Andersen Disease (GSD IV)
National Organization for Rare Disorders, Inc.
It is possible that the main title of the report Andersen Disease (GSD IV) is not the name you expected. Please check the synonyms listing to find the alternate name(s) and disorder subdivision(s) covered by this report.
- Andersen glycogenosis
- brancher deficiency
- branching enzyme deficiency
- glycogenosis type IV
- glycogen storage disease IV
Andersen disease belongs to a group of rare genetic disorders of glycogen metabolism, known as glycogen storage diseases. Glycogen is a complex carbohydrate that is converted into the simple sugar glucose for the body's use as energy. Glycogen storage diseases are characterized by deficiencies of certain enzymes involved in the metabolism of glycogen, leading to an accumulation of abnormal forms or amounts of glycogen in various parts of the body, particularly the liver and muscle.
Andersen disease is also known as glycogen storage disease (GSD) type IV. It is caused by deficient activity of the glycogen-branching enzyme, resulting in accumulation of abnormal glycogen in the liver, muscle, and/or other tissues. In most affected individuals, symptoms and findings become evident in the first months of life. Such features typically include failure to grow and gain weight at the expected rate (failure to thrive) and abnormal enlargement of the liver and spleen (hepatosplenomegaly). In such cases, the disease course is typically characterized by progressive liver (hepatic) scarring (cirrhosis) and liver failure, leading to potentially life-threatening complications. In rare cases, however, progressive liver disease may not develop. In addition, several neuromuscular variants of Andersen disease have been described that may be evident at birth, in late childhood, or adulthood. The disease is inherited as an autosomal recessive trait.
Andersen disease is named for the investigator (DH Andersen) who initially described the disease in 1956.
CLIMB (Children Living with Inherited Metabolic Diseases)
176 Nantwich Road
Crewe, CW2 6BG
Association for Glycogen Storage Disease
P.O. Box 896
Durant, IA 52747
NIH/National Institute of Diabetes, Digestive & Kidney Diseases
Office of Communications & Public Liaison
Bldg 31, Rm 9A06
31 Center Drive, MSC 2560
Bethesda, MD 20892-2560
Association for Glycogen Storage Disease (UK) Ltd
Old Hambledon Racecourse
Sheardley Lane, Droxford
Hampshire, SO32 3QY
Genetic and Rare Diseases (GARD) Information Center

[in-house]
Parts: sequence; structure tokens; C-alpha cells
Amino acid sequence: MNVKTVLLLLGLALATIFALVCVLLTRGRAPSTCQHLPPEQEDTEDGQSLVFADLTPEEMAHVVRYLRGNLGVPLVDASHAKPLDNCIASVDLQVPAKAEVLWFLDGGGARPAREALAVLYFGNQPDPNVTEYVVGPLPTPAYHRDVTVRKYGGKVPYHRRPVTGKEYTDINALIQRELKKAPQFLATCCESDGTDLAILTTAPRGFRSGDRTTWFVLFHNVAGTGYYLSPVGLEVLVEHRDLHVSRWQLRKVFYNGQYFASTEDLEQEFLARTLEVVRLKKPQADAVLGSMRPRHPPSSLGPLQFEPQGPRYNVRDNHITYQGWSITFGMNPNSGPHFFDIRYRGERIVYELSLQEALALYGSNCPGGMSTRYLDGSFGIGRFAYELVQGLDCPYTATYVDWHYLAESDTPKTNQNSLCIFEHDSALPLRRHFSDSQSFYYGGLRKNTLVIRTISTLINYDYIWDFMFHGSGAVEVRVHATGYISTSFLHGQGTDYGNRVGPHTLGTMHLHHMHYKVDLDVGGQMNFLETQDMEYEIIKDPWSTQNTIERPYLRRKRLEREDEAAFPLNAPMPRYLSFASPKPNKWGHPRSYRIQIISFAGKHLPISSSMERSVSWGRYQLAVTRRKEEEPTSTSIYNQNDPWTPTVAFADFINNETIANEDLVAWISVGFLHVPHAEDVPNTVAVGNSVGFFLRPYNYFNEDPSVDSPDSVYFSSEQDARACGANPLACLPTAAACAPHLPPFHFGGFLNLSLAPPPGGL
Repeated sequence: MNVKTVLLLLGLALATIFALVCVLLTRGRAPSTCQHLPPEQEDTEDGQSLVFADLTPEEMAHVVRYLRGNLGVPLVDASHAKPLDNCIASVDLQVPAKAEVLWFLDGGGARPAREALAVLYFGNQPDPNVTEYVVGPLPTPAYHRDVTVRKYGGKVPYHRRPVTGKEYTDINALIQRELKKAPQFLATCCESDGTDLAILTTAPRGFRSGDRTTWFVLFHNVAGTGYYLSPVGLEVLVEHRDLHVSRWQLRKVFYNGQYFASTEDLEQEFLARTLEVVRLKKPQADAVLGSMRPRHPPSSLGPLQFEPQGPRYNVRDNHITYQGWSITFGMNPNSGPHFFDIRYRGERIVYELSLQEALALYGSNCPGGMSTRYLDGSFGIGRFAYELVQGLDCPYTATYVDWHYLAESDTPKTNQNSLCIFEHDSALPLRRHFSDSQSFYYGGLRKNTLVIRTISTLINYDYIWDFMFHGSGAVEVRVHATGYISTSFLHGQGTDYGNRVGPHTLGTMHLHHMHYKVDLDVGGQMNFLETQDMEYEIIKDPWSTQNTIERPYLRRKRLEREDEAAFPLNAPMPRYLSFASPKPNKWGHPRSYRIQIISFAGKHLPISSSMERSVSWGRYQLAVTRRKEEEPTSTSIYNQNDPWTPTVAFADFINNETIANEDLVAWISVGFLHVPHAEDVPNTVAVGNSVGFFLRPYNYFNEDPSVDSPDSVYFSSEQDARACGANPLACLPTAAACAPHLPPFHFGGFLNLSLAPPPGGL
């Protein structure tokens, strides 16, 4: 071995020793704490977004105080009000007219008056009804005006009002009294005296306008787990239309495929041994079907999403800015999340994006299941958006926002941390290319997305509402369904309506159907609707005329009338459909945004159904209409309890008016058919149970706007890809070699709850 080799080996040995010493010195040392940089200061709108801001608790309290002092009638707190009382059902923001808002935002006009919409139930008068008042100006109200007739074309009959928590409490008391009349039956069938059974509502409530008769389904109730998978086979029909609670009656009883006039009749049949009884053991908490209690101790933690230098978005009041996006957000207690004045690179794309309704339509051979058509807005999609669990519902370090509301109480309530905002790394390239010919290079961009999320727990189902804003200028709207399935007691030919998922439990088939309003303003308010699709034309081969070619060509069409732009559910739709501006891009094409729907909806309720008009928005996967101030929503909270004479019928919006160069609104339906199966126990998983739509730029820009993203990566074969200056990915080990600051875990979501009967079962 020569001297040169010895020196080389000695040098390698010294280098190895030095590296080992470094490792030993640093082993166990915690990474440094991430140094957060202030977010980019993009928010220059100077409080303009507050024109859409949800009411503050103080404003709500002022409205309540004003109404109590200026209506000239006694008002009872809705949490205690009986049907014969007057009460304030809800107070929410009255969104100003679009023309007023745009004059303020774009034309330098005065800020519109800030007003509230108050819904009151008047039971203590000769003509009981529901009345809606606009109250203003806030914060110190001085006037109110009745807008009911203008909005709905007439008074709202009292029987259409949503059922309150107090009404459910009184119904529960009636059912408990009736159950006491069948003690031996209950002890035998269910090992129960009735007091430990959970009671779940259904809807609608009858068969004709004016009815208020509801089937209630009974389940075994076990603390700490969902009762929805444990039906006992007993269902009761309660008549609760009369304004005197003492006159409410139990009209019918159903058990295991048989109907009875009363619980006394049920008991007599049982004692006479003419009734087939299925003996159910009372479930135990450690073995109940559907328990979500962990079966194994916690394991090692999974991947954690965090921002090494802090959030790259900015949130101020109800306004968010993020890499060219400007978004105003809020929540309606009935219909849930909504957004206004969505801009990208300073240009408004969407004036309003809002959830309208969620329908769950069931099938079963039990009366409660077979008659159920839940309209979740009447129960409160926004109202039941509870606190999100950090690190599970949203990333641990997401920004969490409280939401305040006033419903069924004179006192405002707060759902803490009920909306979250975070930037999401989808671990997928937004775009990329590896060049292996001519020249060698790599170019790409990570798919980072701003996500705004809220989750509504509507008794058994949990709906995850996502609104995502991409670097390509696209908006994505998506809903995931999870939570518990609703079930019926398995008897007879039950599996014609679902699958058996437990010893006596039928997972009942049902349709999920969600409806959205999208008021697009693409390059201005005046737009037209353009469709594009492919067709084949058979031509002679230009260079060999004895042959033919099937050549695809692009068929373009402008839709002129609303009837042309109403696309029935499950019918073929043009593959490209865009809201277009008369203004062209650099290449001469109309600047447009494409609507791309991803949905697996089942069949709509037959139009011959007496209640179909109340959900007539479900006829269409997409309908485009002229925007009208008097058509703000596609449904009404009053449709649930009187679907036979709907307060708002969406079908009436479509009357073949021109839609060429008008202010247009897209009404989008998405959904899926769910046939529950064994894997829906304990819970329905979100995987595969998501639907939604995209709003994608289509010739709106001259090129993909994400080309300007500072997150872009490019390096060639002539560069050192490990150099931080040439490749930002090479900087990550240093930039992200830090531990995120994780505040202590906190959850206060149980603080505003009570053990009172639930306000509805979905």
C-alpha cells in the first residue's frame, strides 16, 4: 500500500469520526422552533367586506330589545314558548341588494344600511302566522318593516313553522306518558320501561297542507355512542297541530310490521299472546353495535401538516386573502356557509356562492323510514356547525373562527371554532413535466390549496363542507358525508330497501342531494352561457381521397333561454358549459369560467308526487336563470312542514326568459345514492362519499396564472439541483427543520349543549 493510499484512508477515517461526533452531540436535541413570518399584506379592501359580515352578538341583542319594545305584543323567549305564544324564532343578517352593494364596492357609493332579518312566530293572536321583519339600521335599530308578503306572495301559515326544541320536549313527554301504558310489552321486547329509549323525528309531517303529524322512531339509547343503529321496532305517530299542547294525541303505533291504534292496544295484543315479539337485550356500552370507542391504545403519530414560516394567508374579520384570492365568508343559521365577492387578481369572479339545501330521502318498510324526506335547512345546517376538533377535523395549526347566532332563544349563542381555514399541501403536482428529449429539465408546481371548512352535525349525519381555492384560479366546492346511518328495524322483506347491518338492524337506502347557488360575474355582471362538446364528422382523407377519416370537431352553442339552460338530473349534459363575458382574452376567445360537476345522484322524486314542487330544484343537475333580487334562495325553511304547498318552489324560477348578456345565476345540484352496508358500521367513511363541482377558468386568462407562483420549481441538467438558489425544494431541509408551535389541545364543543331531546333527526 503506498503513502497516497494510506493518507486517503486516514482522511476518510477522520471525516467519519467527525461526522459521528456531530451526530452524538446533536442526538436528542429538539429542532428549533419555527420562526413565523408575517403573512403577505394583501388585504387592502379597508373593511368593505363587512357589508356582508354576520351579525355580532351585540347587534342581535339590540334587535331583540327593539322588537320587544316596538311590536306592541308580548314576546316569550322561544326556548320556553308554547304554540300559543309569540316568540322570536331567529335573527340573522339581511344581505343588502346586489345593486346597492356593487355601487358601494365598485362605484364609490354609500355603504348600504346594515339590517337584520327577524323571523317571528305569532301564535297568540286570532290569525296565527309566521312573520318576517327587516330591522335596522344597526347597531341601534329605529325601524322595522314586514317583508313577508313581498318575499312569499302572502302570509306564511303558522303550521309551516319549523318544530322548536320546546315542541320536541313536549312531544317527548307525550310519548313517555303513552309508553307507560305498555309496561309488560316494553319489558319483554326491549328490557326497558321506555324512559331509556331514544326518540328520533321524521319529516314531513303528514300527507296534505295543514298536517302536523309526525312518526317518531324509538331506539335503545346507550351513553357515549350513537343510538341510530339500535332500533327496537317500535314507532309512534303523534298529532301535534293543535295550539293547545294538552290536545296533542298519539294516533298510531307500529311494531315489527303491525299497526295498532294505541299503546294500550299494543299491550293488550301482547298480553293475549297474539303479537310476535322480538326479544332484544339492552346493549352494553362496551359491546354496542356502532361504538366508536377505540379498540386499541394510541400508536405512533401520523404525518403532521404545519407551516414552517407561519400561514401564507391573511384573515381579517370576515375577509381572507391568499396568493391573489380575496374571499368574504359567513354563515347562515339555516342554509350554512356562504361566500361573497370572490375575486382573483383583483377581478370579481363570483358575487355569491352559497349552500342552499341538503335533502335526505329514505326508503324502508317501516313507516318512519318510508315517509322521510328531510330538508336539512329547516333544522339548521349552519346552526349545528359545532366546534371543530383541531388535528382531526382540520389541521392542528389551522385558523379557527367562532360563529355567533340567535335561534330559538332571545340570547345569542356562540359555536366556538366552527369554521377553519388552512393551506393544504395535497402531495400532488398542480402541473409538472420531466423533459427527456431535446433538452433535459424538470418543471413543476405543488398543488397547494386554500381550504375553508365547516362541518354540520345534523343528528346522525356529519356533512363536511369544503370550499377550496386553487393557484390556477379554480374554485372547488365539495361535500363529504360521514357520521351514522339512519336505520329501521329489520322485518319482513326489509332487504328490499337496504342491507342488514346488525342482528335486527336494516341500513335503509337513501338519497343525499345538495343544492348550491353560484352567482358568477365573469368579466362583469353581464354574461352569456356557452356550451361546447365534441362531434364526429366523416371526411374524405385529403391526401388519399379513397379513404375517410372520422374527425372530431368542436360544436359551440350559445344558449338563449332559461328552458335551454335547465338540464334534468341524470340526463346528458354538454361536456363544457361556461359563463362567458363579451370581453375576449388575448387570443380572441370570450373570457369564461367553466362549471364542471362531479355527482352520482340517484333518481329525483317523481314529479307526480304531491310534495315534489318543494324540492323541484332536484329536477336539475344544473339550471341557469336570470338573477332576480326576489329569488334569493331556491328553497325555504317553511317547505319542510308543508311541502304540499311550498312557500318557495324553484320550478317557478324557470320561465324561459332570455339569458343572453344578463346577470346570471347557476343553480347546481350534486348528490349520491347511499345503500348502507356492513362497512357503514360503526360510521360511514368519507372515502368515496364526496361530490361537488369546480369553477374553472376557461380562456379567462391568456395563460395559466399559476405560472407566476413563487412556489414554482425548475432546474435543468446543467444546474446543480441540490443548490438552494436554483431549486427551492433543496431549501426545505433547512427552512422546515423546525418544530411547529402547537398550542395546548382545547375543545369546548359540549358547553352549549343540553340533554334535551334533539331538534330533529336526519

PO Box 8126
Gaithersburg, MD 20898-8126
Adult Polyglucosan Body Disease Research Foundation
8 West 37th Street
New York, NY 10018
For a Complete Report
This is an abstract of a report from the National Organization for Rare Disorders (NORD). A copy of the complete report can be downloaded free from the NORD website for registered users. The complete report contains additional information including symptoms, causes, affected population, related disorders, standard and investigational therapies (if available), and references from medical literature. For a full-text version of this topic, go to www.rarediseases.org and click on Rare Disease Database under "Rare Disease Information".
The information provided in this report is not intended for diagnostic purposes. It is provided for informational purposes only. NORD recommends that affected individuals seek the advice or counsel of their own personal physicians.
It is possible that the title of this topic is not the name you selected. Please check the Synonyms listing to find the alternate name(s) and Disorder Subdivision(s) covered by this report
This disease entry is based upon medical information available through the date at the end of the topic. Since NORD's resources are limited, it is not possible to keep every entry in the Rare Disease Database completely current and accurate. Please check with the agencies listed in the Resources section for the most current information about this disorder.
For additional information and assistance about rare disorders, please contact the National Organization for Rare Disorders at P.O. Box 1968, Danbury, CT 06813-1968; phone (203) 744-0100; web site www.rarediseases.org or email email@example.com
Last Updated: 4/3/2012
Copyright 1987, 1990, 1991, 2001, 2003, 2012 National Organization for Rare Disorders, Inc.